Duty hours for residents in institutions: an impact study should include all practising physicians
The Québec Medical Association (QMA) is preoccupied by the implications of the arbitrator’s ruling concerning a reduction in the length of residents’ shifts to 16 hours per day.
The QMA believes it is essential to broaden the scope of the issue, by examining the consequences of such duty hours among all practising physicians.
With this in mind, at the next General Council of the Canadian Medical Association (CMA) in August, the QMA proposes to ask the College of Physicians and Surgeons of Canada, which announced it would conduct a study on the duty hour restrictions for residents, to extend the study to the entire medical community.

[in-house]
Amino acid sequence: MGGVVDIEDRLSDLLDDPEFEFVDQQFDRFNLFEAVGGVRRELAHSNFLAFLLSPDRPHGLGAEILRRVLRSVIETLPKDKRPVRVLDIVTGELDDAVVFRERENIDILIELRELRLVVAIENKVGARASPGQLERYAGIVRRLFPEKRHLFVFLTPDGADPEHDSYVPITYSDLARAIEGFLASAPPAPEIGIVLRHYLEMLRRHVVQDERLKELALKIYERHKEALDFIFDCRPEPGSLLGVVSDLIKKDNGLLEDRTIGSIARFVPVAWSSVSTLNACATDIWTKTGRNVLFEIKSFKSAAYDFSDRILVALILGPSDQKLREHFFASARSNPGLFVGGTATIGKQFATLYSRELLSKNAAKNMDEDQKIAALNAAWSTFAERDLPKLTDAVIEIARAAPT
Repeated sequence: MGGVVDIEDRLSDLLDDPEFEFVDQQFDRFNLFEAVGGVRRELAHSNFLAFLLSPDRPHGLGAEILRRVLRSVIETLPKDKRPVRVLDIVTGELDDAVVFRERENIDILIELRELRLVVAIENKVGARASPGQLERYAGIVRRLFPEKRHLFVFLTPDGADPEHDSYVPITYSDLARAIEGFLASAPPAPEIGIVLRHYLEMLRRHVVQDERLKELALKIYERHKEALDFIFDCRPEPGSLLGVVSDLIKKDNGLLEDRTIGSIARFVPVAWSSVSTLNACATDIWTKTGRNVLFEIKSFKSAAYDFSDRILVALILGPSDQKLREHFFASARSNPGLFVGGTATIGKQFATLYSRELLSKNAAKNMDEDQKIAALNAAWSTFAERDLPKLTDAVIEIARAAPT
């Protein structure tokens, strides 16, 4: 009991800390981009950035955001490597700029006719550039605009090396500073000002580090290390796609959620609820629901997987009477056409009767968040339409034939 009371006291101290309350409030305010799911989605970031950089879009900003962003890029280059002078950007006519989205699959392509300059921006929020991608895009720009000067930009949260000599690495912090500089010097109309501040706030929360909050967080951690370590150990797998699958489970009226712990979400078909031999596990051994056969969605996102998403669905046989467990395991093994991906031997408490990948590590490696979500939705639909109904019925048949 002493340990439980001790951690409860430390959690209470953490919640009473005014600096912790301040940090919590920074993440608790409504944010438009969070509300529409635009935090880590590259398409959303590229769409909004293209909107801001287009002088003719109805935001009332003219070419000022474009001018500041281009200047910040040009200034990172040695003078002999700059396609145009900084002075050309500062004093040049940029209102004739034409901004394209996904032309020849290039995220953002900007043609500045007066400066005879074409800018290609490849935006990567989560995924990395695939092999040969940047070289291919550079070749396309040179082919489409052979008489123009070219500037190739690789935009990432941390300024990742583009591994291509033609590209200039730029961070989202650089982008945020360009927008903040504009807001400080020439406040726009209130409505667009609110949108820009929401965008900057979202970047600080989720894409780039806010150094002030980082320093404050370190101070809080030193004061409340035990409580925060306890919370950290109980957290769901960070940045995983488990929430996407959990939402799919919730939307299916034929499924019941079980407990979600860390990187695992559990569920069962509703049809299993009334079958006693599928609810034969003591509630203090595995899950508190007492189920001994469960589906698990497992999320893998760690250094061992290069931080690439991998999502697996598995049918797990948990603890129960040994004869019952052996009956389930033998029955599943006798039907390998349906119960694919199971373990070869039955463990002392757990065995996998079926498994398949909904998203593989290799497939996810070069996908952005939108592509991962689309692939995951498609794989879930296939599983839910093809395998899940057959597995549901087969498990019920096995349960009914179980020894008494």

For the QMA, this important issue is very closely related to the quality and safety of health care. It is necessary to pursue this matter to the end and to better define the real implications of this change in the organization of health care.
On June 7, 2011, an arbitral tribunal in Québec received a grievance filed by the Association of Residents of McGill. The tribunal found that provision 12.14 of the residents’ collective agreement violated section 7 of the Canadian Charter of Rights and Freedoms, and section 1 of the Québec Charter of Human Rights and Freedoms in that it obliged residents in institutions to work 24-hour shifts. For this reason, it was declared to have no force or effect.
The tribunal ordered the employer (McGill University Health Centre) to change its duty hours in institutions so that shifts are reduced to a maximum of 16 hours per day. It gave the employer no more than six months to adapt the duty hours in institutions to comply with its ruling.
In the wake of this decision, the Royal College of Physicians and Surgeons of Canada announced on June 10, 2011, that it would examine the Québec duty hour decision in a national context and ultimately propose pan-Canadian standards addressing the issues of resident shifts.